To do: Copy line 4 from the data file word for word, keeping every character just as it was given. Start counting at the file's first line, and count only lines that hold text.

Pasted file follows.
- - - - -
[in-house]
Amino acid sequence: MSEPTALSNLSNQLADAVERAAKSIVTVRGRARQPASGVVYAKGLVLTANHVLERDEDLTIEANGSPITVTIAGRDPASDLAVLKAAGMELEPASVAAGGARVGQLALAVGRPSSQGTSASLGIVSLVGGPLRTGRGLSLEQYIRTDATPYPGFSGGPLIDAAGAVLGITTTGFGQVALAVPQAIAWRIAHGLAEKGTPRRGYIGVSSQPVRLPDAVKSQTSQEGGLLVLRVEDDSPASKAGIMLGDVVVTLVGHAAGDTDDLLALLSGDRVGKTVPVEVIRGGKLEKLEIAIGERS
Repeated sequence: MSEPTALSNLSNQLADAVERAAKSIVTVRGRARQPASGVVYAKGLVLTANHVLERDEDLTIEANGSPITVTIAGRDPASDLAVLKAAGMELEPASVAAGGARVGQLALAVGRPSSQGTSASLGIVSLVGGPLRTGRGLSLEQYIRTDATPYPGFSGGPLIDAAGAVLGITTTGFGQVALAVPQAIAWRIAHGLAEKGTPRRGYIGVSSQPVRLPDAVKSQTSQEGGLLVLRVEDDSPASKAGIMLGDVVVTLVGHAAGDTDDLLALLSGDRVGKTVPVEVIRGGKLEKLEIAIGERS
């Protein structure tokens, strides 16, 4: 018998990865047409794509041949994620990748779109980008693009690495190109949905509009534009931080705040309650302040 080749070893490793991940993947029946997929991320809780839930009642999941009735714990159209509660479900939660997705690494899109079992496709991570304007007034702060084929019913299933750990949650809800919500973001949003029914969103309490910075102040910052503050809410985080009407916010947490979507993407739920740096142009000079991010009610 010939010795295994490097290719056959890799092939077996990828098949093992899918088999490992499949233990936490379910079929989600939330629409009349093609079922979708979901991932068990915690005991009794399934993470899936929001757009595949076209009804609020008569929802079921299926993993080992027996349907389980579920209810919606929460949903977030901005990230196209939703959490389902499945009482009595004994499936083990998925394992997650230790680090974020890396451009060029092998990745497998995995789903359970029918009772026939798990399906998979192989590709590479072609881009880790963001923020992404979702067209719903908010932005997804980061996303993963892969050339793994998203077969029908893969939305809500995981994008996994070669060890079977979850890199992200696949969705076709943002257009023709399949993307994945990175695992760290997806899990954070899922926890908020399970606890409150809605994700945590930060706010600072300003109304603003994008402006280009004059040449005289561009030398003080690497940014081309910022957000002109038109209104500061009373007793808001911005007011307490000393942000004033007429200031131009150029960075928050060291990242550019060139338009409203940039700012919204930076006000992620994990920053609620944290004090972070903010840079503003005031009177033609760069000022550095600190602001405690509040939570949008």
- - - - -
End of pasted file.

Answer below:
């Protein structure tokens, strides 16, 4: 018998990865047409794509041949994620990748779109980008693009690495190109949905509009534009931080705040309650302040 080749070893490793991940993947029946997929991320809780839930009642999941009735714990159209509660479900939660997705690494899109079992496709991570304007007034702060084929019913299933750990949650809800919500973001949003029914969103309490910075102040910052503050809410985080009407916010947490979507993407739920740096142009000079991010009610 010939010795295994490097290719056959890799092939077996990828098949093992899918088999490992499949233990936490379910079929989600939330629409009349093609079922979708979901991932068990915690005991009794399934993470899936929001757009595949076209009804609020008569929802079921299926993993080992027996349907389980579920209810919606929460949903977030901005990230196209939703959490389902499945009482009595004994499936083990998925394992997650230790680090974020890396451009060029092998990745497998995995789903359970029918009772026939798990399906998979192989590709590479072609881009880790963001923020992404979702067209719903908010932005997804980061996303993963892969050339793994998203077969029908893969939305809500995981994008996994070669060890079977979850890199992200696949969705076709943002257009023709399949993307994945990175695992760290997806899990954070899922926890908020399970606890409150809605994700945590930060706010600072300003109304603003994008402006280009004059040449005289561009030398003080690497940014081309910022957000002109038109209104500061009373007793808001911005007011307490000393942000004033007429200031131009150029960075928050060291990242550019060139338009409203940039700012919204930076006000992620994990920053609620944290004090972070903010840079503003005031009177033609760069000022550095600190602001405690509040939570949008």